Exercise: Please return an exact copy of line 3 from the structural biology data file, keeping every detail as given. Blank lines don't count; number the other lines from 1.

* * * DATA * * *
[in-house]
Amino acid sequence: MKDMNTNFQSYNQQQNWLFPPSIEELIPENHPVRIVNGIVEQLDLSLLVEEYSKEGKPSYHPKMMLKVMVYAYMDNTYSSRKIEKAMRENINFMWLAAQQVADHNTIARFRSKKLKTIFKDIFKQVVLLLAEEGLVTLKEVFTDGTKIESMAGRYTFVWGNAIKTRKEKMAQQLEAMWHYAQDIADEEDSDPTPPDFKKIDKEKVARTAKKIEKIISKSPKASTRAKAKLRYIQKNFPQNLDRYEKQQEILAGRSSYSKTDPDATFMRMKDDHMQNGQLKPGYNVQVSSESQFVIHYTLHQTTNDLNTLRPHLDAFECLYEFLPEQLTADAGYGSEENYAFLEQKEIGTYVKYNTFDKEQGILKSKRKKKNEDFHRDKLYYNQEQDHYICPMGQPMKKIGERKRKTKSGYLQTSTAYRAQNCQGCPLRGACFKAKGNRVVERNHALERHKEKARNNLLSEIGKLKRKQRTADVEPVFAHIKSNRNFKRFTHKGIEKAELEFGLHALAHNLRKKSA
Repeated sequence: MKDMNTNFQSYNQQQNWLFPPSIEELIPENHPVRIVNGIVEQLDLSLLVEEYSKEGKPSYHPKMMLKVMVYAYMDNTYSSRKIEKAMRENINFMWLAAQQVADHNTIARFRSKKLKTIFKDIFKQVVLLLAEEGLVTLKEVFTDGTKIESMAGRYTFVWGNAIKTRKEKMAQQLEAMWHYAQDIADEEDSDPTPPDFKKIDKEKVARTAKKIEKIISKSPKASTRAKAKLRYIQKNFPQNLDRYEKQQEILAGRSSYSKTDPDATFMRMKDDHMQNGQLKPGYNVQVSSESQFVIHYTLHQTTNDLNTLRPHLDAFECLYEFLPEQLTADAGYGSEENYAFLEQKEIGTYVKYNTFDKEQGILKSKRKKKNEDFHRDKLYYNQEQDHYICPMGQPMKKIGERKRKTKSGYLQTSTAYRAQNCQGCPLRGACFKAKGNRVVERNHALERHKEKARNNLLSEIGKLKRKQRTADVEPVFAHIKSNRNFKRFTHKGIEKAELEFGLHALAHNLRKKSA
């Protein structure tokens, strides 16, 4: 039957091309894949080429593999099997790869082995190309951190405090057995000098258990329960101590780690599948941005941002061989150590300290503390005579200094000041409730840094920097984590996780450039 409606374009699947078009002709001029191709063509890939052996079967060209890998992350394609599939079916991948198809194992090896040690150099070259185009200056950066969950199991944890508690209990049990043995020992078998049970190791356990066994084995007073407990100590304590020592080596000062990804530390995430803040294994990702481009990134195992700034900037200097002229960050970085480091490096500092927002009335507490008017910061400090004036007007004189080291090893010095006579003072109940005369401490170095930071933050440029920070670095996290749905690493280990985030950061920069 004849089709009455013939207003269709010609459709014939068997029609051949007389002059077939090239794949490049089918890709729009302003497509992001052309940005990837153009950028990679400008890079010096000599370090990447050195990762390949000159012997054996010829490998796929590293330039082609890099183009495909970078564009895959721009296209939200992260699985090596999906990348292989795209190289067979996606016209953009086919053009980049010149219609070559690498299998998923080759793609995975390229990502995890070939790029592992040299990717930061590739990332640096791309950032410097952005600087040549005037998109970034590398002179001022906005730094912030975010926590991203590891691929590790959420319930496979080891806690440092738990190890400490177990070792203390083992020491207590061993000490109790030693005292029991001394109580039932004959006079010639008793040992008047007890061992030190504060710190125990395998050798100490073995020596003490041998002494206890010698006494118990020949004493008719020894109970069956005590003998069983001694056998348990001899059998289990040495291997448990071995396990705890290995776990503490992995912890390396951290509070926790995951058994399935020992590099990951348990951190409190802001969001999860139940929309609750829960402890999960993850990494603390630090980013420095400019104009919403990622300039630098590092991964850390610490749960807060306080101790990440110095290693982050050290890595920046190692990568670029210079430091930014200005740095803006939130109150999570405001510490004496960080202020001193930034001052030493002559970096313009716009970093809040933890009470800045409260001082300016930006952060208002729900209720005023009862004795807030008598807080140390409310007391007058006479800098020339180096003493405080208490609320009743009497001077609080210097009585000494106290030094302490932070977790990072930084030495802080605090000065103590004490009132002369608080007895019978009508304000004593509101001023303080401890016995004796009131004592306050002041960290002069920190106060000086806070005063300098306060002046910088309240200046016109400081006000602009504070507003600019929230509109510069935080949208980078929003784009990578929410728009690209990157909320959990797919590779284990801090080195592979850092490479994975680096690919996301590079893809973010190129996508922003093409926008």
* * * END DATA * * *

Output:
Repeated sequence: MKDMNTNFQSYNQQQNWLFPPSIEELIPENHPVRIVNGIVEQLDLSLLVEEYSKEGKPSYHPKMMLKVMVYAYMDNTYSSRKIEKAMRENINFMWLAAQQVADHNTIARFRSKKLKTIFKDIFKQVVLLLAEEGLVTLKEVFTDGTKIESMAGRYTFVWGNAIKTRKEKMAQQLEAMWHYAQDIADEEDSDPTPPDFKKIDKEKVARTAKKIEKIISKSPKASTRAKAKLRYIQKNFPQNLDRYEKQQEILAGRSSYSKTDPDATFMRMKDDHMQNGQLKPGYNVQVSSESQFVIHYTLHQTTNDLNTLRPHLDAFECLYEFLPEQLTADAGYGSEENYAFLEQKEIGTYVKYNTFDKEQGILKSKRKKKNEDFHRDKLYYNQEQDHYICPMGQPMKKIGERKRKTKSGYLQTSTAYRAQNCQGCPLRGACFKAKGNRVVERNHALERHKEKARNNLLSEIGKLKRKQRTADVEPVFAHIKSNRNFKRFTHKGIEKAELEFGLHALAHNLRKKSA